World Habitat Day 2019

World Habitat Day 2019

#Act for the Wild, #Conservation

Posted on 04th October 2019 by Media Relations

Today is World Habitat Day – a day to celebrate the vital role that habitats play in providing shelter for native wildlife and people. At Taronga, a special program – Taronga is Habitat – has been running for quite some time. The goal of the program is to create, support and enhance the presence of native wildlife within the Zoo grounds. Currently, there are a small number of long-nosed bandicoots, three species of micro-bats and a population of Australian Brush-turkeys living within the Zoo.

There are several ways in which you can also help create a habitat in your garden or balcony. A habitat garden isn’t just a space that serves as a sanctuary for native animals, but a space for you and your family to reconnect with nature. Research shows that just 10 minutes outside surrounded by nature can help improve health and wellbeing. Green spaces are also a great way to get children outdoors and fuel their sense of discovery and adventure through nature play.

Imagine your small habitat garden slowly growing into a larger-scale ecosystem as your neighbours, street, local schools and community gets involved in creating and connecting their own habitat gardens together.

Below are five easy ways in which you can create your own habitat garden.

Native flowering plants:

One of the easiest ways to create a productive habitat in your garden is by planting lots of native, flowering trees, shrubs and herbs. Different native plants will attract different types of animals, birds and insects to your garden. For example, natives that produce larger flowers will attract large native birds that can be more aggressive, while natives that produce smaller flowers will often attract smaller birds. For best results, consider planting natives that produce a range of different coloured flowers.

You don’t need a large space to create a habitat garden. There are several native herbs and shrubs that can also be planted in small spaces like balconies to help attract birds, insects and pollinators. A small bowl with water, rocks or sticks can also be used to provide a drink station for bees and butterflies.

Contact your local council, plant nursery or green group for information on what types of native plants would be best for your area.

Native bee hotel:

There are over 1500 species of native bees in Australia, with about 200 different species found in Sydney alone. Most Australian native bees live solitary lives unlike their more popular cousins, the European honeybees. Planting native flowering trees and shrubs is a great way to attract native bees (and other pollinators) to your garden. Another great way to attract native bees is by building a bee hotel and putting it in a sunny but protected spot in your garden.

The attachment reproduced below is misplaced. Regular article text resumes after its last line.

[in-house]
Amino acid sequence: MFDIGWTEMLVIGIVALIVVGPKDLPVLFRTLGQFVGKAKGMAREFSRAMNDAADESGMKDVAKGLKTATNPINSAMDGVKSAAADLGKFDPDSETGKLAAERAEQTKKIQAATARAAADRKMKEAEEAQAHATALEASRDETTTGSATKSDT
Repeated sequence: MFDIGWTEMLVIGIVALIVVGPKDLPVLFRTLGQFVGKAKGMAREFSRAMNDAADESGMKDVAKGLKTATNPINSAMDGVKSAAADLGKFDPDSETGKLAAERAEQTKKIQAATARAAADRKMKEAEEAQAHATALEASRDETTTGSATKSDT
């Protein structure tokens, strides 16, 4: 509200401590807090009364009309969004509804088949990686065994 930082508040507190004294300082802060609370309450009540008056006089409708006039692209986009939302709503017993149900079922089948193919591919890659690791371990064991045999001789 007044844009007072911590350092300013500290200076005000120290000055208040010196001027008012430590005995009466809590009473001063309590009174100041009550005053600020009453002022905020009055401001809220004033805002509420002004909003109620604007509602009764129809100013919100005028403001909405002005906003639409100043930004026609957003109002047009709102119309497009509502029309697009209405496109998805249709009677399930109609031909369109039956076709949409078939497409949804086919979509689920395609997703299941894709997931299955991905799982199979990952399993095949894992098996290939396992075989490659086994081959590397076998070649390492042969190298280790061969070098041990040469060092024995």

Instructions on how to make a bee hotel can be found online and is a great activity to do with children during school holidays. It can take a few months before native bees settle into the hotel so keep an eye out for when the hotel gets busy.

Rocks and log shelters:

Another great way to attract native animals to your garden is by leaving rocks, logs and leaf litter in spots around the garden that get sun. The rocks and logs will provide spots for lizards to bask and hide in while the leaf litter will attract insects for them (and other native animals) to feed on.

Backyard ponds:

Creating a backyard pond that is surrounded by native aquatic grasses and plants, rocks, logs and reeds is a great way to attract native animals such as frogs, dragonflies, native lizards and small birds to your backyard. A general rule of thumb is that the larger the pond, the more animals it can support.

If you are planning to create a pond in your backyard, we recommend that you speak to your neighbours first as some native frogs have very loud calls that might be disruptive at night. Speak to your local council about how to care for and maintain your pond as frogs are very susceptible to disease and infection.

Nest boxes:

Many Australian native animals such as birds and bats nest and roost in tree hollows and cracks. However, many old trees are currently being lost due to urban development. Installing nest boxes is a great way to provide native animals with a place to stay. There are many different nest box designs available depending on the species you wish to attract. Building and installing nest boxes is another great project to get children involved in.

Create a thriving habitat in your own garden.
Create a thriving habitat in your own garden.